Immune Boosting Herbs for Protection from PandemicsRichard DeSylva, RH DNM February 18, 2020
By the time you read this, the issue of the coronavirus will have either died out, or it will have grown into a pandemic wreaking havoc in countries around the world.
I hope that it never becomes as deadly as the Spanish ’Flu of 1919. That was when 25% to 30% of the world’s population became infected, and up to 40 million died. What made the Spanish ’Flu so deadly was that it started out as an H1N1 virus in 1900, but then combined with an avian bird flu (H5N1) around 1918. This new combination of genetic material is what made the virus so deadly, as humans had previously only been exposed to H1N1 on its own.
I mention this in the context of the most recent corona-virus, known as COVID-19. Some research indicates that the genome (genetic material) of the coronavirus is 96% identical with that of bats. Thus the preliminary explanation of its origin lends credence to the meat market scenario in Wuhan that has live animals, including bats and snakes, for sale. It remains to be seen, but this cross-species transmission may well turn out to be the cause of its yet to be proven deadliness.
According to Dr Chris Martenson, PhD, and other experts, the transmissibility of this virus is asymptomatic – it can be transmitted from one to another even though the original carrier isn’t showing symptoms of fever, chills, aches, etc. 
Due to this apparent lack of symptoms in the early stages, the result has been a fairly rapid spread of coronavirus throughout countries in Asia, Europe, and North America. Given the details noted above, it would be prudent to prepare oneself for any possible eventuality by strengthening the immune system.
Since I am a trained herbalist, my thoughts immediately turn to herbs for their immune strengthening power. While most people would tend to think of Echinacea, I believe that in this situation our attention needs to focus on herbs that are both immune boosters as well as antiviral agents. Furthermore, it is important to understand the connection between viruses and fungi.
Many years ago, Ron Gdanski, a brilliant researcher and author of Cancer: Cause, Cure, and Cover-up, said that in his opinion a virus was actually the male spore of a fungi. When comparing the shape (morphology) and design of both, he noted striking similarities. This is remarkable since many herbs that are antiviral are also antifungal.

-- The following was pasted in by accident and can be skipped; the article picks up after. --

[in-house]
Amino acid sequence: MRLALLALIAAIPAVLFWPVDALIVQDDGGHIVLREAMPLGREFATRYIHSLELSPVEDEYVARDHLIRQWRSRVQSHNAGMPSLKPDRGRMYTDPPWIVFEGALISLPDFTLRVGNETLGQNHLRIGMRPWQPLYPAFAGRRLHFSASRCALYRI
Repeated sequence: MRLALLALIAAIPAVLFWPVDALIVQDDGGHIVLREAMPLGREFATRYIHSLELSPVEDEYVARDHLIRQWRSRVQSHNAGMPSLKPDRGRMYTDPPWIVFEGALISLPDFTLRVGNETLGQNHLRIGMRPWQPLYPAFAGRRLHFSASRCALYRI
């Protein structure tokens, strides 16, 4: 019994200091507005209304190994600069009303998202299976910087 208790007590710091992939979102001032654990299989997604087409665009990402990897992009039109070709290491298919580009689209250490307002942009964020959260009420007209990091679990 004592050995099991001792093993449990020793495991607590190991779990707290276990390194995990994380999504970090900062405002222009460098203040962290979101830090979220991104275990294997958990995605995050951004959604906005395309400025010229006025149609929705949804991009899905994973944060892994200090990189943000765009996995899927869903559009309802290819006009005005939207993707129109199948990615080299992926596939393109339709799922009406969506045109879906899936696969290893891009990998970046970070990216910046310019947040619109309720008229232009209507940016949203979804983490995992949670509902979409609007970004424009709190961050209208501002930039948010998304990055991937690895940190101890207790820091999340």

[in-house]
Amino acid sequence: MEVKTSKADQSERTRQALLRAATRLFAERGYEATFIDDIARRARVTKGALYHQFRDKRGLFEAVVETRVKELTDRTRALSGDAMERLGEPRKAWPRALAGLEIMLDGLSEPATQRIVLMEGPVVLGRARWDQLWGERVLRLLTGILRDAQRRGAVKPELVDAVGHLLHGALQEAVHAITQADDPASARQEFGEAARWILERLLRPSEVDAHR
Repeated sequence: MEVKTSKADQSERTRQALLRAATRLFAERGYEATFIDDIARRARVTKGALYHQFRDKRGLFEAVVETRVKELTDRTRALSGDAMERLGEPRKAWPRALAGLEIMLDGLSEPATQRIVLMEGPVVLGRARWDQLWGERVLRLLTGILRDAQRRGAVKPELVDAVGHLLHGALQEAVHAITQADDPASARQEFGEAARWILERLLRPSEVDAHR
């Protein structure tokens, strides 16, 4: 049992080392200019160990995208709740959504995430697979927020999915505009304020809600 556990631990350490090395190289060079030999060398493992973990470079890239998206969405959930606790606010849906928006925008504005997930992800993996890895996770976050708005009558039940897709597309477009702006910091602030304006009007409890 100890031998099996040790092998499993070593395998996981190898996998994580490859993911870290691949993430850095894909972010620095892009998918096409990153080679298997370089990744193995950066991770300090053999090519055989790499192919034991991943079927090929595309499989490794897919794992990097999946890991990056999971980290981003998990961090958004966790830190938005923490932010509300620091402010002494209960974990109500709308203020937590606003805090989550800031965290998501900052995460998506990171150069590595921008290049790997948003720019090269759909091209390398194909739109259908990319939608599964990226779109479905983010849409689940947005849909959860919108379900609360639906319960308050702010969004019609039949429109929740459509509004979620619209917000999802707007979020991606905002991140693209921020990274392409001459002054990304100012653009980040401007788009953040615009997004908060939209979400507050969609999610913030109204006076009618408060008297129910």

And to complete the picture, it is my professional opinion that over 70% of people today have Candida albicans – the end stage of which is a fungus. So it would not be unexpected to see how a virus could take hold – especially one that has mutated from a form that humans are adapted to, into one that is new and potentially deadly.
For this reason, I recommend one of the most powerful immune boosters and antiviral herbs – Elecampane Root (Inula helenium). Its compounds (alantolactones) have the ability to strengthen immunity and offer significant antiviral activity. However, for those who suffer from allergies to ragweed, daisy, marigold, and other members of the asteraceae and compositae family, it would be best to avoid using Elecampane as it may cause an allergic reaction.
In my herbal practice, I originally used Osha Root (Ligusticum porteri) as a strong antiviral agent, along with Elecampane Root. However, Osha has been largely over-harvested so I now use Lomatium root (Lomatium dissectum) instead, which has a strong antiviral effect as well. Further, I highly recommend Olive Leaf tincture because its oleuropein compound has antiviral, antibacterial, and immune building effects.
While these herbs are excellent remedies, there are others worth considering for their specific immune building properties. Red Root (Ceanothus americana) is an excellent agent to stimulate the spleen and lymphatics, both of which are also involved in immune function. Finally, Astragalus (Astragalus membranaceous) will stimulate the production of naturally occurring interferon – a substance that has demonstrated antiviral activity. 
Typical dosages for an alcohol extract of any of these herbs would be in the range of one-half to 1 teaspoonful, 2 to 3 times per day, on an empty stomach. Keep in mind that the dosages for the above noted herbs will vary according to the condition, age, height and weight of the individual. For this reason I strongly recommend that readers consult with a knowledgeable herbalist or other natural health care practitioner who is skilled in the understanding and use of these herbs. Prevention in the face of a possible pandemic is prudent; and so is knowing how to use natural medicine.
 Taubenberger JK. The origin and virulence of the 1918 “Spanish” influenza virus. Proc Am Philos Soc. 2006;150(1):86–112.
 Jeanie Lerche Davis WebMD Febr. 5th 2004
 Julianna Le Mieux PhD Genetic Engineering & Biotech News Jan 31/20
 Dr Chris Martenson PhD www.peakprosperity.com Jan. 28th/20
 Ron Gdanski, author of “Cancer: Cause, Cure and Cover-up” (2000) follows the protocols of Dr. Hulda Clark, which address parasites in cancer causation. Visit: https://www.cancercontrolsociety.org/bio2000/gdanski.html
 Antiviral elecampane: https:// tinyurl.com/antiviralelecampane
 Botanical Medicine for Women’s Health, Aviva Romm 2010
 by Syed Haris OMAR College of Pharmacy, Qassim University, P.O. Box-31922, Buraidah-51418, Saudi Arabia
 Medicinal Plants of the Mountain West, Michael Moore 1979
 Chinese Journal of Integrative Medicine December 2006 Volume 12 Issue 4, and https://www.healthline.com/nutrition/astragalus
Richard DeSylva is the owner of The Herb Works in Rockwood, ON. He is on the Boards of the Ontario Herbalist Association, and the Canadian Council of Herbalists Association. Richard is an advocate and lobbyist for the appropriate regulation of herbs and herbal medicine. For more information, email: firstname.lastname@example.org, or call: (519) 856-1636.